I have a copy of HH's book and have read it cover to cover twice, but now I will read it in conjunction with operating as it never means as much when there is no machine to compare with the text. I also have his tool sharpening book which has a couple of tool sharpening jig designs that will be useful for both practise and practicality.

Jack, well spotted, it is a GS1000s and I have a project to make a in-line reaming cam bearing jig that I would like to share with the forum, might get some good ideas too! In fact, the reason that someone has mentioned the type of bike I have from a small portion of the picture, cheers me up immensely as there is likely to be a great and diverse database of knowledge in the forum.

I have read about the backlash and I suspect this machine will not disappoint me in that area, a DRO will be a serious consideration, how did you manage without them with all the backlash? In the meantime a set of wigglers will do fine!

A vice is high on the shopping list and I have noted the Homge being discounted, considering the size of the table, especially in terms of width, the 5 inch klooks favourite.

The manual that comes with the mill is completely inaccurate, calls a scale a spindle and parts do not look the same in the illustration as on the physical machine, is there a source of manual similar to the excellent Sieg X3 pictorial disassembly reassembly pictures? If not I guess it will be down to me to make one.

Its still on the floor and I will need to remove the table and head if I am to lift it , all 200Kgs,onto it's stand and I will be able to clean the parts. I will post a photo once it's installed.

Meanwhile the wallet gets thinner!

Cheers, Steve

magpie31/01/2014 09:12:54
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463 forum posts
80 photos

Hi Steve, you can download a manual that is much better than any UK one from www.grizzly.com . I think the nearest one to your mill will be G0704 but best to have a look at their mills section first to make sure. Make sure you have plenty of paper in your printer.

Cheers Derek.

GaryM31/01/2014 13:46:48
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314 forum posts
44 photos

Hi Steve,

Welcome to the forum. If you can borrow an engine crane it might be easier than taking the head and table off. Or even hire one for a day from HSS.

Enjoy playing with your new toy.

Gary

Carl Wilson 431/01/2014 13:54:08
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671 forum posts
53 photos

Hi Steve,

I would echo GaryM's comments regarding the engine crane. If you can't get one in about the pallet then its worth cutting some of the pallet away with a circular saw.

I think that you'll find this forum to be a great resource and everyone is helpful and forthcoming with advice. I'm not really a "model engineer" in the sense of making scale models of locomotives etc, but my home engineering encompasses machining, welding, electronics, and design and so I share common cause with many who post here. As you say there is a vast range of interests and experience here with the overarching theme of machining and engineering.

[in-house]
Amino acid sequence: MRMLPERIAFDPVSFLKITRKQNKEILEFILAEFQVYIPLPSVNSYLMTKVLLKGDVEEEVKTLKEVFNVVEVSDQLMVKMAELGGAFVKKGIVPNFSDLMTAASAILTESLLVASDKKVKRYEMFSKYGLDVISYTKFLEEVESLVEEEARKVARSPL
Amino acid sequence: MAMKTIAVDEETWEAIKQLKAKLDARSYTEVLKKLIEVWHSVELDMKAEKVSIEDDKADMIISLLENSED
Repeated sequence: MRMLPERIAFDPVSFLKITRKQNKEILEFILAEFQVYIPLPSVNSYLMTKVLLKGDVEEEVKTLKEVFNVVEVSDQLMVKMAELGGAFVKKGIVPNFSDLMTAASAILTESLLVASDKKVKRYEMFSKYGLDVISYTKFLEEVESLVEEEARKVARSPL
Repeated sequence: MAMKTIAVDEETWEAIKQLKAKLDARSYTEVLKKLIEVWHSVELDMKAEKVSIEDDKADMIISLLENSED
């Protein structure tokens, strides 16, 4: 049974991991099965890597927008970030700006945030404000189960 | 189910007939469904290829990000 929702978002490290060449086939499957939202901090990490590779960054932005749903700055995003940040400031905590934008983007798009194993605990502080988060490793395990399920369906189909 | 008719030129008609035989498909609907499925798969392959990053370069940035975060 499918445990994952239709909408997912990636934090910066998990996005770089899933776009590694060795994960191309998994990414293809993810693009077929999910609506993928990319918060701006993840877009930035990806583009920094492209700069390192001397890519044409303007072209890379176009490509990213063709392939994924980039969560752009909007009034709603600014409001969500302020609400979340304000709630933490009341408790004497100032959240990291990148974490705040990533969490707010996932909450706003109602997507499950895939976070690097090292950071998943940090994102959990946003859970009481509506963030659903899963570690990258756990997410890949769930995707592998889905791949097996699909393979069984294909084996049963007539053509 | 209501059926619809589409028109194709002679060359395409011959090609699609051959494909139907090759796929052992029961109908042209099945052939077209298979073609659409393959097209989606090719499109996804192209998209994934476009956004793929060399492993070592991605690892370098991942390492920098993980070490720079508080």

Carl.

Russ B31/01/2014 14:09:38
597 forum posts
26 photos

Steve,

I'm in sheffield and have an engine crane + straps etc. if you want to borrow one =)

mechman4831/01/2014 19:50:29
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2823 forum posts
438 photos

Hi Steve

Welcome thumbs up . I would concur with Magpie; the Grizzly G0704 is as near as dammit to your machine (& my WM16, apart from the MT  )  as makes very little difference so you should get enough info from their manual to answer your queries.

Bear in mind that over the next few months ( years thinking  ) you will end up spending as much if not more on tooling for it, (& your lathe ) you will undoubtedly be looking through the catalogues & coming out with.. hmm they're nice.. could do with one o' them.. that'll be useful.. etc. I know I still do, can't resist it, ... once the bug bites wink 2 !.

George

Edited By mechman48 on 31/01/2014 19:51:17

Edited By mechman48 on 31/01/2014 19:51:51

Steve G01/02/2014 11:54:42
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24 forum posts
8 photos

Thanks For the generous offer Russ, unfortunately I am in Aberdeenshire so unable to take you up on your kind offer with the engine crane.

Derek, great info, I have downloaded the G 0704 manual, printed it off, and will be positioning the mill this weekend. The UK manual did not mention anything about running in the machine as the US manual details, so I have run it on the pallet allowing the stipulated 10 minute periods at the recommended speeds. The machine is a lot quieter than I imagined it would be, so pleasantly surprised.

I am raring to go so off to the workshop to get cracking. Thanks again for all the help and advice.

Regards, Steve

Steve G01/02/2014 18:32:54
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24 forum posts
8 photos

Well today should have seen the mill mounted to the stand and a start made on the clean up, unfortunately the tray was for a 25 sized mill so too small. I will have to wait until the right tray arrives next week.sad

The stand is bolted to the floor and is level so at least that is done, see the pictures.

Has anyone the process for removing the head unit? I will need to remove it to reduce lifting weight and I will clean it at the same time.

Cheers, Steve.

John Stevenson01/02/2014 18:50:46
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Moderator
5068 forum posts
3 photos

Up underneath the head in the hollow bit are a central bolt and a nut. Both are slackened to tilt the head, both need removing to remove the head.

If it's like the WM series there is also a grubscrew in one side that holds a brass plug, both these need removing first.

The plug goes in a groove on the central register to stop the head falling off when someone take both bolts out

Steve G01/02/2014 19:58:52
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24 forum posts
8 photos

Thanks for the info John,

I will have a look tomorrow to see if it is straight forward.

Steve

GaryM02/02/2014 00:35:12
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314 forum posts
44 photos

That Commando looks to be in very nice condition, Steve. You're beginning to make me jealous. sad

Gary

Falco02/02/2014 20:56:02
65 forum posts
7 photos

Steve ,

To remove the head, wind it all the way down to rest on a timber block on the table. You can then loosen the bolts slightly, rotate it, rest it on it's side, remove the bolts and lift it off. It is a heavy lump on its own so have a clear passage to the bench.

BTW you don't have a bike lift that you could use to raise it on to the plinth?

Nice looking Norton Steve!

John